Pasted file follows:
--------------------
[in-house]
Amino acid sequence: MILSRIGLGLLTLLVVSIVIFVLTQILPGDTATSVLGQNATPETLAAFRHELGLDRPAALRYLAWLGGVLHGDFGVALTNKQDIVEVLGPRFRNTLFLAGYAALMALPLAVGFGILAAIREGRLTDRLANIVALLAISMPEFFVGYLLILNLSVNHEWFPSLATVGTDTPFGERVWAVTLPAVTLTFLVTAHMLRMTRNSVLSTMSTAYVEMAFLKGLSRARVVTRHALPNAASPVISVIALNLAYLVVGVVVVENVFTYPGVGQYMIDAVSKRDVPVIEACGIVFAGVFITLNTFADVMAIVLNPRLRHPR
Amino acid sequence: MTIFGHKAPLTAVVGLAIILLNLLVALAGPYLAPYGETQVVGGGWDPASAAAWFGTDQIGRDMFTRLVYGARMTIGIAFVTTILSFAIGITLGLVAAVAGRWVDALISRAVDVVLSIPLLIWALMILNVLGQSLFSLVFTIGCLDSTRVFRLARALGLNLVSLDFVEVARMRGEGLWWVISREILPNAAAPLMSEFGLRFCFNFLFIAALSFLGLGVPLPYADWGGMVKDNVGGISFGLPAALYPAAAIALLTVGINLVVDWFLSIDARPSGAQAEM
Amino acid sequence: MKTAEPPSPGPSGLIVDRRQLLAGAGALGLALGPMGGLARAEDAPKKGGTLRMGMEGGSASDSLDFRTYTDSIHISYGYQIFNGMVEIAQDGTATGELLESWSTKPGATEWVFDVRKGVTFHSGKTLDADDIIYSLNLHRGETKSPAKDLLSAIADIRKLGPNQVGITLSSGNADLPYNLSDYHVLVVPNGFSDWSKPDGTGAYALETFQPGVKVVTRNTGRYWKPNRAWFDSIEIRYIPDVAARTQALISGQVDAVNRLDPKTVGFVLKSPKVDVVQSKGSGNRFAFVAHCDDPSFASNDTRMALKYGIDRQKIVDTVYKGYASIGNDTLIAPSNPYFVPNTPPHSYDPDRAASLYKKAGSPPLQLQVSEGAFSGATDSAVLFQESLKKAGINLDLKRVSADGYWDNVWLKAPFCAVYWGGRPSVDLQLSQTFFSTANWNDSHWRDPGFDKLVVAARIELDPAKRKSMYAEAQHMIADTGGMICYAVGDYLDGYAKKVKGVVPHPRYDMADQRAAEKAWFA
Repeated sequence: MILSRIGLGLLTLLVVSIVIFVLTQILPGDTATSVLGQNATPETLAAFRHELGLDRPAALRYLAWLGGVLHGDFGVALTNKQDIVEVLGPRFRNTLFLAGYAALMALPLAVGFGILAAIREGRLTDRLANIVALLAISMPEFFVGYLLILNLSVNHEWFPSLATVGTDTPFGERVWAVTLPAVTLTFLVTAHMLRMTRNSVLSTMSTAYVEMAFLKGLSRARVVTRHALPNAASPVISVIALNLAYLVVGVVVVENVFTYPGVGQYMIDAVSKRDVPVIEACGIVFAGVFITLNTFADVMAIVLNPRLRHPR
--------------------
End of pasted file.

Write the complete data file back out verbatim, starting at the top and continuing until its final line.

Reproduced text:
[in-house]
Amino acid sequence: MILSRIGLGLLTLLVVSIVIFVLTQILPGDTATSVLGQNATPETLAAFRHELGLDRPAALRYLAWLGGVLHGDFGVALTNKQDIVEVLGPRFRNTLFLAGYAALMALPLAVGFGILAAIREGRLTDRLANIVALLAISMPEFFVGYLLILNLSVNHEWFPSLATVGTDTPFGERVWAVTLPAVTLTFLVTAHMLRMTRNSVLSTMSTAYVEMAFLKGLSRARVVTRHALPNAASPVISVIALNLAYLVVGVVVVENVFTYPGVGQYMIDAVSKRDVPVIEACGIVFAGVFITLNTFADVMAIVLNPRLRHPR
Amino acid sequence: MTIFGHKAPLTAVVGLAIILLNLLVALAGPYLAPYGETQVVGGGWDPASAAAWFGTDQIGRDMFTRLVYGARMTIGIAFVTTILSFAIGITLGLVAAVAGRWVDALISRAVDVVLSIPLLIWALMILNVLGQSLFSLVFTIGCLDSTRVFRLARALGLNLVSLDFVEVARMRGEGLWWVISREILPNAAAPLMSEFGLRFCFNFLFIAALSFLGLGVPLPYADWGGMVKDNVGGISFGLPAALYPAAAIALLTVGINLVVDWFLSIDARPSGAQAEM
Amino acid sequence: MKTAEPPSPGPSGLIVDRRQLLAGAGALGLALGPMGGLARAEDAPKKGGTLRMGMEGGSASDSLDFRTYTDSIHISYGYQIFNGMVEIAQDGTATGELLESWSTKPGATEWVFDVRKGVTFHSGKTLDADDIIYSLNLHRGETKSPAKDLLSAIADIRKLGPNQVGITLSSGNADLPYNLSDYHVLVVPNGFSDWSKPDGTGAYALETFQPGVKVVTRNTGRYWKPNRAWFDSIEIRYIPDVAARTQALISGQVDAVNRLDPKTVGFVLKSPKVDVVQSKGSGNRFAFVAHCDDPSFASNDTRMALKYGIDRQKIVDTVYKGYASIGNDTLIAPSNPYFVPNTPPHSYDPDRAASLYKKAGSPPLQLQVSEGAFSGATDSAVLFQESLKKAGINLDLKRVSADGYWDNVWLKAPFCAVYWGGRPSVDLQLSQTFFSTANWNDSHWRDPGFDKLVVAARIELDPAKRKSMYAEAQHMIADTGGMICYAVGDYLDGYAKKVKGVVPHPRYDMADQRAAEKAWFA
Repeated sequence: MILSRIGLGLLTLLVVSIVIFVLTQILPGDTATSVLGQNATPETLAAFRHELGLDRPAALRYLAWLGGVLHGDFGVALTNKQDIVEVLGPRFRNTLFLAGYAALMALPLAVGFGILAAIREGRLTDRLANIVALLAISMPEFFVGYLLILNLSVNHEWFPSLATVGTDTPFGERVWAVTLPAVTLTFLVTAHMLRMTRNSVLSTMSTAYVEMAFLKGLSRARVVTRHALPNAASPVISVIALNLAYLVVGVVVVENVFTYPGVGQYMIDAVSKRDVPVIEACGIVFAGVFITLNTFADVMAIVLNPRLRHPR